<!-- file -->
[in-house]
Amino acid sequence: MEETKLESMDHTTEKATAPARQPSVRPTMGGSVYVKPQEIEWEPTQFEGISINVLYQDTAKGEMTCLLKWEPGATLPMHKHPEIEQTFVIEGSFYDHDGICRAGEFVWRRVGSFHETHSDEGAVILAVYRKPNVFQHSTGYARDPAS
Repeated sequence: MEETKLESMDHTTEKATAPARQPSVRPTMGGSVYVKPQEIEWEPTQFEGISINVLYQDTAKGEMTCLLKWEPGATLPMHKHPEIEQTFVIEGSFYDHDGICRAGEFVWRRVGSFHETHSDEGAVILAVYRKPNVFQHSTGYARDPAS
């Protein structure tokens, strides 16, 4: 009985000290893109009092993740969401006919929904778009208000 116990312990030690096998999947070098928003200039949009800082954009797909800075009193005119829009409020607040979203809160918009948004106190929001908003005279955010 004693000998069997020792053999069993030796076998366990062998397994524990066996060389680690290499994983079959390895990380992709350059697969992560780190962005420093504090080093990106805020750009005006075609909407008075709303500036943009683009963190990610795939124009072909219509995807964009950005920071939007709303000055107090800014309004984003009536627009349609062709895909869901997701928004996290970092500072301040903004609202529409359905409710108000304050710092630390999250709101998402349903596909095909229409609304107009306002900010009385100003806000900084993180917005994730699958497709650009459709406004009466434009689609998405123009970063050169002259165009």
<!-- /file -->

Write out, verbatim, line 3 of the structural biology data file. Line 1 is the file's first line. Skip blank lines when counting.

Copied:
Repeated sequence: MEETKLESMDHTTEKATAPARQPSVRPTMGGSVYVKPQEIEWEPTQFEGISINVLYQDTAKGEMTCLLKWEPGATLPMHKHPEIEQTFVIEGSFYDHDGICRAGEFVWRRVGSFHETHSDEGAVILAVYRKPNVFQHSTGYARDPAS